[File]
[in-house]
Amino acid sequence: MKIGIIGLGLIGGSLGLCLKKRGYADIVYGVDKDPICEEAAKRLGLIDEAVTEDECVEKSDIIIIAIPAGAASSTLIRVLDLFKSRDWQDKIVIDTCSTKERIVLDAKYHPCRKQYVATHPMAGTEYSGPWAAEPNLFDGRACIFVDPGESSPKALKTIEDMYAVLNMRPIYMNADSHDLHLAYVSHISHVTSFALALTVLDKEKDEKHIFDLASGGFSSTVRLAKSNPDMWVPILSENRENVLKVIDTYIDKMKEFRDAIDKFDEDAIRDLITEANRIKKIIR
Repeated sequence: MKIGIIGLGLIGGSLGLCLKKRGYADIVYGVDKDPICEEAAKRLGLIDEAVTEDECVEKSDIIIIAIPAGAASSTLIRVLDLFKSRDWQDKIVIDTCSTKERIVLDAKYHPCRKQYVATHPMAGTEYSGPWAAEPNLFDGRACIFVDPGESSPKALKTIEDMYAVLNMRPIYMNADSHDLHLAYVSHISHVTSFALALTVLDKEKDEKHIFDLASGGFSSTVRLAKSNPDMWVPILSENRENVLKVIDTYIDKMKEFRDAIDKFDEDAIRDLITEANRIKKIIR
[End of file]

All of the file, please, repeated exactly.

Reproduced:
[in-house]
Amino acid sequence: MKIGIIGLGLIGGSLGLCLKKRGYADIVYGVDKDPICEEAAKRLGLIDEAVTEDECVEKSDIIIIAIPAGAASSTLIRVLDLFKSRDWQDKIVIDTCSTKERIVLDAKYHPCRKQYVATHPMAGTEYSGPWAAEPNLFDGRACIFVDPGESSPKALKTIEDMYAVLNMRPIYMNADSHDLHLAYVSHISHVTSFALALTVLDKEKDEKHIFDLASGGFSSTVRLAKSNPDMWVPILSENRENVLKVIDTYIDKMKEFRDAIDKFDEDAIRDLITEANRIKKIIR
Repeated sequence: MKIGIIGLGLIGGSLGLCLKKRGYADIVYGVDKDPICEEAAKRLGLIDEAVTEDECVEKSDIIIIAIPAGAASSTLIRVLDLFKSRDWQDKIVIDTCSTKERIVLDAKYHPCRKQYVATHPMAGTEYSGPWAAEPNLFDGRACIFVDPGESSPKALKTIEDMYAVLNMRPIYMNADSHDLHLAYVSHISHVTSFALALTVLDKEKDEKHIFDLASGGFSSTVRLAKSNPDMWVPILSENRENVLKVIDTYIDKMKEFRDAIDKFDEDAIRDLITEANRIKKIIR